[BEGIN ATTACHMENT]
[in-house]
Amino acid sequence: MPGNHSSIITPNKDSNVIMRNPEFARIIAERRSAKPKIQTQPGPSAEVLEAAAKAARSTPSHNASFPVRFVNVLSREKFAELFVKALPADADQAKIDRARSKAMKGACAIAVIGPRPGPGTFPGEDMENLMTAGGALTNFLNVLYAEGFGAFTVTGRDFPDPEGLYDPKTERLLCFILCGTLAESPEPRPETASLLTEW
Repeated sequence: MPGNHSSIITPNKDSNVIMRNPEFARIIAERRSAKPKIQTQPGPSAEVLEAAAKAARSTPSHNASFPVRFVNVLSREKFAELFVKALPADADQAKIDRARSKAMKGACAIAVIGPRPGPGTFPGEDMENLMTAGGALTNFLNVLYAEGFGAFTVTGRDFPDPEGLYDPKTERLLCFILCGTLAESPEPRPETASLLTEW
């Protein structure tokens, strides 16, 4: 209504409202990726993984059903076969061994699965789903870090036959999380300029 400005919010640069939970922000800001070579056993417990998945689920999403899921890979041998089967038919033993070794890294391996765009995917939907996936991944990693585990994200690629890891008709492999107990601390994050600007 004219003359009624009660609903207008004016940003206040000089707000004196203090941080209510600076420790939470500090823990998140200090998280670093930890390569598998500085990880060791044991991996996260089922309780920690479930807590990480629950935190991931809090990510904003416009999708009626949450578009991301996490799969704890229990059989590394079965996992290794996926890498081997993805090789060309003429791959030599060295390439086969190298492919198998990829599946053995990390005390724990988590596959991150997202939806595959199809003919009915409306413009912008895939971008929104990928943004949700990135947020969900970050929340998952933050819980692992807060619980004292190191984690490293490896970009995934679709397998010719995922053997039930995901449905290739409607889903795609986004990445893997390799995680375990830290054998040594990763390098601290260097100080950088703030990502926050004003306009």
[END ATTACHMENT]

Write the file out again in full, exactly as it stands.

[in-house]
Amino acid sequence: MPGNHSSIITPNKDSNVIMRNPEFARIIAERRSAKPKIQTQPGPSAEVLEAAAKAARSTPSHNASFPVRFVNVLSREKFAELFVKALPADADQAKIDRARSKAMKGACAIAVIGPRPGPGTFPGEDMENLMTAGGALTNFLNVLYAEGFGAFTVTGRDFPDPEGLYDPKTERLLCFILCGTLAESPEPRPETASLLTEW
Repeated sequence: MPGNHSSIITPNKDSNVIMRNPEFARIIAERRSAKPKIQTQPGPSAEVLEAAAKAARSTPSHNASFPVRFVNVLSREKFAELFVKALPADADQAKIDRARSKAMKGACAIAVIGPRPGPGTFPGEDMENLMTAGGALTNFLNVLYAEGFGAFTVTGRDFPDPEGLYDPKTERLLCFILCGTLAESPEPRPETASLLTEW
């Protein structure tokens, strides 16, 4: 209504409202990726993984059903076969061994699965789903870090036959999380300029 400005919010640069939970922000800001070579056993417990998945689920999403899921890979041998089967038919033993070794890294391996765009995917939907996936991944990693585990994200690629890891008709492999107990601390994050600007 004219003359009624009660609903207008004016940003206040000089707000004196203090941080209510600076420790939470500090823990998140200090998280670093930890390569598998500085990880060791044991991996996260089922309780920690479930807590990480629950935190991931809090990510904003416009999708009626949450578009991301996490799969704890229990059989590394079965996992290794996926890498081997993805090789060309003429791959030599060295390439086969190298492919198998990829599946053995990390005390724990988590596959991150997202939806595959199809003919009915409306413009912008895939971008929104990928943004949700990135947020969900970050929340998952933050819980692992807060619980004292190191984690490293490896970009995934679709397998010719995922053997039930995901449905290739409607889903795609986004990445893997390799995680375990830290054998040594990763390098601290260097100080950088703030990502926050004003306009």